Dysfunctional custody system failing girls

Read the report: A thematic review of outcomes for girls in custody

The national youth custody system is failing to provide very vulnerable girls with the environment and support they need, according to a joint thematic inspection by HM Inspectorate of Prisons, HM Inspectorate of Probation, Ofsted, Care Quality Commission (CQC) and Care Inspectorate Wales (CIW). Inspectors spoke to girls who were currently detained, girls and women who had been recently released, and young women who had transitioned to an adult prison after turning 18.

At the time of the inspection, there were 14 girls in custody across the whole of England and Wales, all of whom were held in secure children’s homes (SCHs) and Wetherby young offender institution (YOI). Legislation required SCHs to refuse a placement if they felt they could not meet a girl’s needs, which led to a small number of girls with high levels of need being placed in Wetherby YOI, which had the fewest resources to support them.

The Chief Inspectors of Prisons, Probation, Ofsted and CIW, and the Chief Executive of CQC, described the national system as “frail”:

“We observed many dedicated frontline staff doing their best in extremely difficult circumstances. Despite this the custodial estate did not function effectively and too often girls with the highest level of need were placed in establishments with the least resource.

“Outcomes for girls in key areas were poor and they faced significant challenges when they were released or transferred to the adult estate.”

The girls held in custody had multiple and complex needs, such as past trauma, self-harm, substance misuse, neurodivergency and mental ill-health, and some were remanded to custody simply because there was no other placement available, either in hospital or the community. However, the custodial environment was often incapable of providing girls with the therapeutic environment they needed.

Provision for girls was uneven across the estate; at SCHs girls spent significantly more time out of their rooms than at Wetherby. However, in general and across both types of establishment, inspectors observed good relationships between staff members and girls, and frontline staff doing their very best to care for them, despite the challenges. Data showed that girls were 83% more likely than boys to be assailants, and evidence from our inspections of YOIs and STCs revealed that girls were more likely to assault staff than other children. Girls in custody were also 12 times more likely to self-harm than boys, and staff too often resorted to restraint to prevent this. The report highlights the urgent need for the cycle of self-harm and restraint to be addressed.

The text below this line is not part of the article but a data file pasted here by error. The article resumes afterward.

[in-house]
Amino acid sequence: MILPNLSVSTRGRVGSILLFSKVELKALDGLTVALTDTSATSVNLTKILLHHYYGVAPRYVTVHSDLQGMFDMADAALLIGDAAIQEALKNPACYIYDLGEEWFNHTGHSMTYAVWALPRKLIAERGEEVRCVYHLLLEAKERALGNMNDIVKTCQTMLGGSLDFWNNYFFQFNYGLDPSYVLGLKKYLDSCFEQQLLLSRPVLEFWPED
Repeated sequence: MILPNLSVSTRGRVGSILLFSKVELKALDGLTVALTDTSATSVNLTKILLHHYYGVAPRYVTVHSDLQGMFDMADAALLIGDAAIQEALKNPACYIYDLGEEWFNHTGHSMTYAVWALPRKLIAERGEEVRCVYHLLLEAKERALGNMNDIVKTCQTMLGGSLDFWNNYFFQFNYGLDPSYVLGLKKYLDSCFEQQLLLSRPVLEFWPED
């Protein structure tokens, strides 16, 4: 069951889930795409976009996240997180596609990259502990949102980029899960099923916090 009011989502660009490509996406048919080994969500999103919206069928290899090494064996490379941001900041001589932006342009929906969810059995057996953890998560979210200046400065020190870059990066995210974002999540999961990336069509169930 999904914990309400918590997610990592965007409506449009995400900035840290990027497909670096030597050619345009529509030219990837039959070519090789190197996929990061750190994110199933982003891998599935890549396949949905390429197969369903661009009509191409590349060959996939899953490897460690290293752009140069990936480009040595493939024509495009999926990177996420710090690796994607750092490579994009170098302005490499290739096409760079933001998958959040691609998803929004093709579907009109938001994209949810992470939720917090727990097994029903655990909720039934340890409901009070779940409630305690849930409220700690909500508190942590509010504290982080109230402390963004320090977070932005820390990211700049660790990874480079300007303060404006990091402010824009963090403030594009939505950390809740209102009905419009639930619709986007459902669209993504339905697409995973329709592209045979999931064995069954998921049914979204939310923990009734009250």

The thematic review is published on the same day as HM Inspectorate of Prisons’ independent review of progress at Wetherby YOI and the adjacent Keppel unit, which follows up recommendations made following inspections in 2019 and 2022. As in the joint thematic, HMI Prisons inspectors found the establishment, which mainly holds boys, was struggling to cope with the high needs of the six girls in its care. Boys and girls were still spending long periods of time locked up, and staff shortages meant that elements of the regime were often curtailed. There had been improvements in resettlement provision; weekend visits had been reintroduced and leadership in this area had been strengthened.

Charlie Taylor, Chief Inspector of Prisons said of Wetherby and Keppel report:

“These judgments will be disappointing for leaders and staff at Wetherby, particularly after a challenging few months at the site. Fundamentally, however, the pace of change needs to improve in order for outcomes for children to change meaningfully.”

Notes to editors

  1. Read ‘A thematic review of outcomes for girls in custody’, published on 21 September 2022.
  2. This thematic review was carried out by HM Inspectorate of Prisons, HM Inspectorate of Probation, Ofsted, Care Quality Commission (CQC) and Care Inspectorate Wales (CIW).
  3. Read the Wetherby YOI and the Keppel unit independent review of progress, also published on 21 September 2022. More information about independent reviews of progress can be found at: https://www.justiceinspectorates.gov.uk/hmiprisons/about-our-inspections/independent-reviews-of-progress-irps/
  4. A former naval base, Wetherby became a borstal in 1958 and has since changed its role from an open youth custody centre to a closed youth custody centre and is now a dedicated establishment for children between 15 and 18.
  5. The independent review of progress took place from 1–10 August 2022.
  6. Please contact Tamsin Williamson at tamsin.williamson@hmiprisons.gov.uk if you would like more information.